Gediminas Jotauta received a call from a Lithuania natural gas company that was expanding and six years later he still loves his job.

  Aš gavau darbą Lietuvis randa mėgstamą darbą

Gediminas Jotauta’s future changed quickly one day six years ago when he was at university studying chemical engineering.

“I remember getting a call about a new project that was very fresh,” says Gediminas, 30. “They were recruiting a new team and it sounded interesting and challenging – a completely new field, new responsibilities and a higher purpose.”

The fun side of Lithuania natural gas

The call was from Klaipedos Nafta, which operates an oil and gas terminal in Klaipeda. After a couple years as an engineer with the company, Gediminas became technical operations manager and recently moved to business development. He hasn’t had one day of regret.

Find a job you like and you'll never work again – there is some truth in that saying,” says Gediminas, who lives in Vilnius and trains during his spare time to compete in triathlons. “I believe energy – the liquefied natural gas and gas industry to be more specific – is one of the most exciting and interesting places to be in. New developments, different business landscapes and ever-changing projects is what drives me.”

Gediminas’s job was created after the European Investment Bank, the EU bank, signed an €87 million loan with Klaipedos Nafta to build and run a plant that imports liquefied natural gas in Klaipeda. The terminal includes a floating storage vessel for the gas and 18 kilometres of pipes that send the gas across Lithuania. Klaipeda has one of the few ice-free ports in far northern Europe. The European Investment Bank’s investment is critical for the diversity and security of Lithuania’s energy supply.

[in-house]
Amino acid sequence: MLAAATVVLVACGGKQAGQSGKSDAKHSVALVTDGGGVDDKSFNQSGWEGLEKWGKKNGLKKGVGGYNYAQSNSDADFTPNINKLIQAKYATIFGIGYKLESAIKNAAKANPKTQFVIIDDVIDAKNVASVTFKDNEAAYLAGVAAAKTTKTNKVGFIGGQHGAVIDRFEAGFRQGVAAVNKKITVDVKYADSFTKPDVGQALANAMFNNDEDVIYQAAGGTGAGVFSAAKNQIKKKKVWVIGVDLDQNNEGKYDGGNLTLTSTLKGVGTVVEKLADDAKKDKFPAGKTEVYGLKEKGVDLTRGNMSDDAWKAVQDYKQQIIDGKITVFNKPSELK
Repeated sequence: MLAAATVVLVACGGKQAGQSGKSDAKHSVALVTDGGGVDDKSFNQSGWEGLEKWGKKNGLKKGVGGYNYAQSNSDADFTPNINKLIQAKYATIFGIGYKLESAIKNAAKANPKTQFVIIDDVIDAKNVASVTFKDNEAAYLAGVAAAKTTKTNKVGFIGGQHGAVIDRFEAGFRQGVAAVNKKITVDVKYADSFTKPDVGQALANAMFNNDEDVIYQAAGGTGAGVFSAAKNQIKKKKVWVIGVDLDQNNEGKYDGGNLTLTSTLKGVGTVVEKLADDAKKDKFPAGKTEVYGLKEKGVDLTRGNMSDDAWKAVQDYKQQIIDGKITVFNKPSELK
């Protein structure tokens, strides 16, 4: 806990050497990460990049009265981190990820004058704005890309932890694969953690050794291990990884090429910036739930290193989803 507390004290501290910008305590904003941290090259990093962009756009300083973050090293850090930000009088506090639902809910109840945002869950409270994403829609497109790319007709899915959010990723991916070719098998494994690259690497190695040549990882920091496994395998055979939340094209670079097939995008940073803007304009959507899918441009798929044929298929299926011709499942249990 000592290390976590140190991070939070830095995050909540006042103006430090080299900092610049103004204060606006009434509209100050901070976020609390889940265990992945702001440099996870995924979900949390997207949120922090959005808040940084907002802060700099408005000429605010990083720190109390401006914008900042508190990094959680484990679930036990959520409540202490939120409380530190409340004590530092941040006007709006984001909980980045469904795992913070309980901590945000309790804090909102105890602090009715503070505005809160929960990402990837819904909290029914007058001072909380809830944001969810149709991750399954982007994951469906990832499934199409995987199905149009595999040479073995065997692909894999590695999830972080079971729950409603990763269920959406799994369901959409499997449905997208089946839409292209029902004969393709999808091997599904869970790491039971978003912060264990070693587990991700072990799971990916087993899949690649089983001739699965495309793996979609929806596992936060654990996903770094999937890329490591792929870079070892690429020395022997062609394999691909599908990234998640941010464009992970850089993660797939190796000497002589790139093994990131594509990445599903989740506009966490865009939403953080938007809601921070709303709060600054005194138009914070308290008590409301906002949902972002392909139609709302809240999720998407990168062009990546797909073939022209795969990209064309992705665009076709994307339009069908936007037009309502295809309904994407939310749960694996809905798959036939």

Road to success or failure in Lithuania natural gas

Gediminas’s job is one of millions created with the European Investment Bank’s support.  By 2021, investments signed by the European Investment Bank Group in 2017 alone are expected to raise EU gross domestic product by 1.1% and to create 1.2 million jobs.  Even in 2036, EU GDP will be 0.7% higher as a result of the EIB's 2017 investments, and 650 000 extra jobs will have been added.

For people struggling to find a job or those looking for more satisfying work, Gediminas believes determination and tenacity are most important.

 “It’s important to work hard, apply discipline and keep your head above the water,” he says. “Good things will happen to those who do this.”

With a little help from the EU bank.